Feds: Pittsburgh area brothers tried to evade immigration laws with fake marriage | TribLIVE.com

Feds: Pittsburgh area brothers tried to evade immigration laws with fake marriage

Dillon Carr

Two Indian brothers living in the Pittsburgh area have been indicted by a federal grand jury on charges related to marriage fraud in order to evade immigration laws, the U.S. Attorney’s Office in Pittsburgh announced Tuesday.

Makhan Singh, 53, of Monroeville paid a woman to marry his brother, Rajinder Singh, 43, of Pittsburgh, according to investigators.

The woman is not identified and is only referred to as D.H. in court records.

The fake marriage began in 2011, investigators said. The couple staged photos together and opened joint bank accounts to maintain the lie, according to court records.

Makhan Singh made payments to the woman from September 2015 to March 2018 for the alleged fake marriage, investigators said. He also allegedly paid for car insurance on a vehicle that was jointly registered to the woman and Rajinder Singh.

Rajinder Singh also allegedly made false statements to the U.S. Citizenship and Immigration Service in March 2016 and December 2017, according to court records.

Makhan Singh pleaded not guilty last week and was released on a $30,000 bond. His attorney, Michael E. Waltman, was not immediately available to comment.

There is no attorney listed for Rajinder Singh.

Dillon Carr is a Tribune-Review staff writer. You can contact Dillon at 412-871-2325, [email protected] or via Twitter .

TribLIVE commenting policy

You are solely responsible for your comments and by using TribLive.com you agree to our Terms of Service.

We moderate comments. Our goal is to provide substantive commentary for a general readership. By screening submissions, we provide a space where readers can share intelligent and informed commentary that enhances the quality of our news and information.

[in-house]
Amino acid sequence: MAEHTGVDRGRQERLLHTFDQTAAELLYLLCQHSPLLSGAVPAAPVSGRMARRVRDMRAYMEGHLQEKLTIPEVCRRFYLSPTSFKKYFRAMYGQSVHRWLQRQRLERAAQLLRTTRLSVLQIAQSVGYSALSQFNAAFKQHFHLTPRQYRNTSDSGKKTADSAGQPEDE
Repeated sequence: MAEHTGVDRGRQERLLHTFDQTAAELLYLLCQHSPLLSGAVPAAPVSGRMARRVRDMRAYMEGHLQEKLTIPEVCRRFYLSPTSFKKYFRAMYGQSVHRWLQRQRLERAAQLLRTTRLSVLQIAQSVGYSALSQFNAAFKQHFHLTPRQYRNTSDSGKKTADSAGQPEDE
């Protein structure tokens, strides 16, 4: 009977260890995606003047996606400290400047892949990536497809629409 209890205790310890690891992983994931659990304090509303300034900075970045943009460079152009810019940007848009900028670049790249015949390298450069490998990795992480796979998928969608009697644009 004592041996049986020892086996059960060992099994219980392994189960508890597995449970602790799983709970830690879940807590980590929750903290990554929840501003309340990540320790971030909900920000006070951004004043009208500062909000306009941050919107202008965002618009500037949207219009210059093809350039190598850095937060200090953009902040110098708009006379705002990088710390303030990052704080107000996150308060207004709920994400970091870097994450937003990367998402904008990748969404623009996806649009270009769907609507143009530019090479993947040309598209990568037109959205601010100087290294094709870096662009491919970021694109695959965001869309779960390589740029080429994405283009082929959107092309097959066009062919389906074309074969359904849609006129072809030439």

While most comments will be posted if they are on-topic and not abusive, moderating decisions are subjective. We will make them as carefully and consistently as we can. Because of the volume of reader comments, we cannot review individual moderation decisions with readers.

We value thoughtful comments representing a range of views that make their point quickly and politely. We make an effort to protect discussions from repeated comments either by the same reader or different readers

We follow the same standards for taste as the daily newspaper. A few things we won't tolerate: personal attacks, obscenity, vulgarity, profanity (including expletives and letters followed by dashes), commercial promotion, impersonations, incoherence, proselytizing and SHOUTING. Don't include URLs to Web sites.

We do not edit comments. They are either approved or deleted. We reserve the right to edit a comment that is quoted or excerpted in an article. In this case, we may fix spelling and punctuation.

We welcome strong opinions and criticism of our work, but we don't want comments to become bogged down with discussions of our policies and we will moderate accordingly.

We appreciate it when readers and people quoted in articles or blog posts point out errors of fact or emphasis and will investigate all assertions. But these suggestions should be sent via e-mail. To avoid distracting other readers, we won't publish comments that suggest a correction. Instead, corrections will be made in a blog post or in an article.